Topic: Is the punk in steampunk dead?

Around 2006-07, we saw a divide open up in the steampunk community.

On the one hand, there was SteamPunk Magazine trying to turn this into a political movement.

In its inaugural edition, the magazine disparaged steampunk as "simply dressed-up, recreationary nostalgia"; a kind of "sepia-toned yesteryear" it said was more appropriate for Disney and suburban grandparents than for a vibrant and viable philosophy or culture.

On the other hand, people who rather liked dressed-up nostalgia were drawn to Brass Goggles, which dedicated itself to the "lighter side of steampunk".

It's now a decade later and I think it's safe to say the "lighter side" won out.

The punks know it. Kate Franklin and James Schafer recognized as early as 2011 that steampunk had "failed" as a movement for "social revolution". (Read my response from the time.) Eric Renderking Fisk lamented last year that steampunk had lost its "anti-authoritarian, anti-establishment aspects" -- and said he was moving on.

I'm not sure steampunk ever had those elements, but Fisk went further: he blamed "fair-weather steampunkers" for killing the movement.

"True" steampunks, he wrote (he actually used that word), integrate steampunk in their everyday lives.

Eric Renderking Fisk wrote:

You're either in a punk movement all the way or you're not. There are no half measures in punk.

Or, as Dimitri Markotin put it in SteamPunk Magazine #5:

Dimitri Markotin wrote:

You want steampunk to be a novelty, a LOLcat, a meme. I want it to be my life. Which of us is going to fight harder for it?

I don't know, but I can't find anything steampunk Markotin wrote in the last few years and we're still here.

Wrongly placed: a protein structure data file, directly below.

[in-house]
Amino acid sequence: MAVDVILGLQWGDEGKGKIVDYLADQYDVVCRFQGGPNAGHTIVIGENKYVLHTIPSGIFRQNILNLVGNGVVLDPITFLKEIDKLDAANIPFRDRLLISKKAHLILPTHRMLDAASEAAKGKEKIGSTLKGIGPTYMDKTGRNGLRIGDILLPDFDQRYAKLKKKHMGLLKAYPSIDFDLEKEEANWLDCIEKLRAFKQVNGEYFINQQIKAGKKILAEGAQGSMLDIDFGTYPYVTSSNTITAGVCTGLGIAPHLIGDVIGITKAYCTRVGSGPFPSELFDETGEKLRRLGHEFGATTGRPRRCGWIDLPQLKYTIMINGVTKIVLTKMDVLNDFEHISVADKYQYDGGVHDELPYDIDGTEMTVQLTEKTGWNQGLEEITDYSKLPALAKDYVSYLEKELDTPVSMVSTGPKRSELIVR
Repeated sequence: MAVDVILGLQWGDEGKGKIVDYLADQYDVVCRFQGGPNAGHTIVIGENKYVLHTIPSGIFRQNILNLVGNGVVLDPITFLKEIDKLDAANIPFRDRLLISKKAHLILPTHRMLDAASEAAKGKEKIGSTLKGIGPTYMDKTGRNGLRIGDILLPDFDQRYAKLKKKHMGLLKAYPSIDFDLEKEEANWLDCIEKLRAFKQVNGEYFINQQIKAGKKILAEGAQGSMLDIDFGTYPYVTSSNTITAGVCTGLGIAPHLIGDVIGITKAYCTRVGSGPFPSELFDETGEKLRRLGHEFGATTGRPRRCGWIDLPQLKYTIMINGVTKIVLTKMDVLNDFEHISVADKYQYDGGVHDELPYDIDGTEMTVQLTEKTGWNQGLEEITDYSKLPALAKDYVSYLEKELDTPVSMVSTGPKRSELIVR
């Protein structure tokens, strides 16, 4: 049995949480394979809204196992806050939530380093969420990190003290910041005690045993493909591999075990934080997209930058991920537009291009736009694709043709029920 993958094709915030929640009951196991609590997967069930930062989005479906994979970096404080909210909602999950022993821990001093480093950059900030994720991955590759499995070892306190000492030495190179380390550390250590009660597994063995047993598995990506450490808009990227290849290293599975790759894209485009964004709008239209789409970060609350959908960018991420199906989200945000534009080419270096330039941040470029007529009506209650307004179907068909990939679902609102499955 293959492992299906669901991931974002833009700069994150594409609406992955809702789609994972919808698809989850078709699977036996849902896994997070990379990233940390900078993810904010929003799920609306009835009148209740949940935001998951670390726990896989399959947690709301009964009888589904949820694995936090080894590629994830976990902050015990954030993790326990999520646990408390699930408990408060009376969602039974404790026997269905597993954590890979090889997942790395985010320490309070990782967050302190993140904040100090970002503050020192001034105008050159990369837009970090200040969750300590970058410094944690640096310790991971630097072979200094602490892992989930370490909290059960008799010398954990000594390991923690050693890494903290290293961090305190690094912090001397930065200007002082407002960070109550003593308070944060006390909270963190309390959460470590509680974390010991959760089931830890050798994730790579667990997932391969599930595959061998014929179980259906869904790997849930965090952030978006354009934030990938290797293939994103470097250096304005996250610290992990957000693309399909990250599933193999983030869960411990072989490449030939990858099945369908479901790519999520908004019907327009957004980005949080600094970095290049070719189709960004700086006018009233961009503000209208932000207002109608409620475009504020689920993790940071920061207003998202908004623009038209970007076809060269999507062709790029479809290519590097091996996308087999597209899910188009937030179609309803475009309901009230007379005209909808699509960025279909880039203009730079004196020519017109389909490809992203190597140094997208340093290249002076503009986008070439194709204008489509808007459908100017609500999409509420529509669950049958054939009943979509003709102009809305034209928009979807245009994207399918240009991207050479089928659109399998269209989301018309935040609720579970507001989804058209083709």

Re: Is the punk in steampunk dead?

I understand why people would want Steampunk to be more "punk", but I never felt that it relied on becoming a political counter culture. It is great that it gears a community to consider a reflection of the past, in which we can correct the faults recognizable in retrospect. In doing so, it helped many to see where we could improve life in our era. I think this is a powerful and wonderful way to grow, both individually and socially. However, in attempting to turn Steampunk into a revolution, it was doomed make an enjoyable way to learn about what shapes humanity and society into a dystopian mire of our own shortcomings...

Love life, have fun, and let curiosity reign!

Re: Is the punk in steampunk dead?

For me, Steampunk is not a political movement or a tribe or a religion. It is an avenue of creative expression analogous to twelve-bar blues. I am thankful for the wonderful and inventive Steampunks and all of their contributions, including Dinsey Imagineer Tony Baxter.

Re: Is the punk in steampunk dead?

Jac the Knave wrote:

In attempting to turn Steampunk into a revolution, it was doomed make an enjoyable way to learn about what shapes humanity and society into a dystopian mire of our own shortcomings...

I think that's right. Just speaking from my own experience, this attempt to turn steampunk into a (left-wing) political movement soured me on the whole thing for a few years. It took the fun out of steampunk for me and I wonder if it didn't for more people.

Re: Is the punk in steampunk dead?

Put together my thought on this in an opinion piece for Never Was: Punk Is Dead. Long Live Steampunk!